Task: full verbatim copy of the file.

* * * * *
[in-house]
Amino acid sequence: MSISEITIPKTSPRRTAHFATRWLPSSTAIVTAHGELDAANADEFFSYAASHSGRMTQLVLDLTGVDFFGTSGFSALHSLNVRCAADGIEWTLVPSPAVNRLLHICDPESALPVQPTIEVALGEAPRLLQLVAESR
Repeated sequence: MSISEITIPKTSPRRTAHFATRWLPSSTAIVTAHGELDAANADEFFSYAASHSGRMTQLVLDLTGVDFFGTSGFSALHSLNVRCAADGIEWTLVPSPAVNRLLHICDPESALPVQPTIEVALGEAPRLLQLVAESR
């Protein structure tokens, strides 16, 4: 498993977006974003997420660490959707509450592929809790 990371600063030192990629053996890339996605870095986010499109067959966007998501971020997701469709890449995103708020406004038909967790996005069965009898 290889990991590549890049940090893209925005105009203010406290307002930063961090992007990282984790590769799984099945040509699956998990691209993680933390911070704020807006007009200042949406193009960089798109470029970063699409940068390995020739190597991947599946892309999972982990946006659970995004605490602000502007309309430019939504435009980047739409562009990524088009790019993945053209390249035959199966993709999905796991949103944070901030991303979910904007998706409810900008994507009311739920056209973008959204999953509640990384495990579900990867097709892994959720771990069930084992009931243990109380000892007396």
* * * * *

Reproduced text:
[in-house]
Amino acid sequence: MSISEITIPKTSPRRTAHFATRWLPSSTAIVTAHGELDAANADEFFSYAASHSGRMTQLVLDLTGVDFFGTSGFSALHSLNVRCAADGIEWTLVPSPAVNRLLHICDPESALPVQPTIEVALGEAPRLLQLVAESR
Repeated sequence: MSISEITIPKTSPRRTAHFATRWLPSSTAIVTAHGELDAANADEFFSYAASHSGRMTQLVLDLTGVDFFGTSGFSALHSLNVRCAADGIEWTLVPSPAVNRLLHICDPESALPVQPTIEVALGEAPRLLQLVAESR
């Protein structure tokens, strides 16, 4: 498993977006974003997420660490959707509450592929809790 990371600063030192990629053996890339996605870095986010499109067959966007998501971020997701469709890449995103708020406004038909967790996005069965009898 290889990991590549890049940090893209925005105009203010406290307002930063961090992007990282984790590769799984099945040509699956998990691209993680933390911070704020807006007009200042949406193009960089798109470029970063699409940068390995020739190597991947599946892309999972982990946006659970995004605490602000502007309309430019939504435009980047739409562009990524088009790019993945053209390249035959199966993709999905796991949103944070901030991303979910904007998706409810900008994507009311739920056209973008959204999953509640990384495990579900990867097709892994959720771990069930084992009931243990109380000892007396």